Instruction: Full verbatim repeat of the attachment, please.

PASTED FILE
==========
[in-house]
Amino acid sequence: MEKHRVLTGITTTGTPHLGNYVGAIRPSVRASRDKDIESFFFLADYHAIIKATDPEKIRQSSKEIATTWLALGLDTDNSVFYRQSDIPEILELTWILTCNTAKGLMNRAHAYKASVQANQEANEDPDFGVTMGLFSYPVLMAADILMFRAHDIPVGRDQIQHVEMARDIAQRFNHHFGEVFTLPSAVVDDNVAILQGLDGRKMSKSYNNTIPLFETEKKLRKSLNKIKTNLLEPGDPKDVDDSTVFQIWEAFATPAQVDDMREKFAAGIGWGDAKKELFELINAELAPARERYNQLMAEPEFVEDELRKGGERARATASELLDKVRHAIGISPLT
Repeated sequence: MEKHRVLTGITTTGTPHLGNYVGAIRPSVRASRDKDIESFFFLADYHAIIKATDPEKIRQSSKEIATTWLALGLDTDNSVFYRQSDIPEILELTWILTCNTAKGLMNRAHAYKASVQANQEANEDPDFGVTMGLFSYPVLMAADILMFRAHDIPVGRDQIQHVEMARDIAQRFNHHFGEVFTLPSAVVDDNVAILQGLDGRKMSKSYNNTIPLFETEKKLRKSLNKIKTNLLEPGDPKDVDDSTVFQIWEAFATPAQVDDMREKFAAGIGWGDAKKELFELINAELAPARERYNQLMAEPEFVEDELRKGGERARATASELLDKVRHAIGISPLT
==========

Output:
[in-house]
Amino acid sequence: MEKHRVLTGITTTGTPHLGNYVGAIRPSVRASRDKDIESFFFLADYHAIIKATDPEKIRQSSKEIATTWLALGLDTDNSVFYRQSDIPEILELTWILTCNTAKGLMNRAHAYKASVQANQEANEDPDFGVTMGLFSYPVLMAADILMFRAHDIPVGRDQIQHVEMARDIAQRFNHHFGEVFTLPSAVVDDNVAILQGLDGRKMSKSYNNTIPLFETEKKLRKSLNKIKTNLLEPGDPKDVDDSTVFQIWEAFATPAQVDDMREKFAAGIGWGDAKKELFELINAELAPARERYNQLMAEPEFVEDELRKGGERARATASELLDKVRHAIGISPLT
Repeated sequence: MEKHRVLTGITTTGTPHLGNYVGAIRPSVRASRDKDIESFFFLADYHAIIKATDPEKIRQSSKEIATTWLALGLDTDNSVFYRQSDIPEILELTWILTCNTAKGLMNRAHAYKASVQANQEANEDPDFGVTMGLFSYPVLMAADILMFRAHDIPVGRDQIQHVEMARDIAQRFNHHFGEVFTLPSAVVDDNVAILQGLDGRKMSKSYNNTIPLFETEKKLRKSLNKIKTNLLEPGDPKDVDDSTVFQIWEAFATPAQVDDMREKFAAGIGWGDAKKELFELINAELAPARERYNQLMAEPEFVEDELRKGGERARATASELLDKVRHAIGISPLT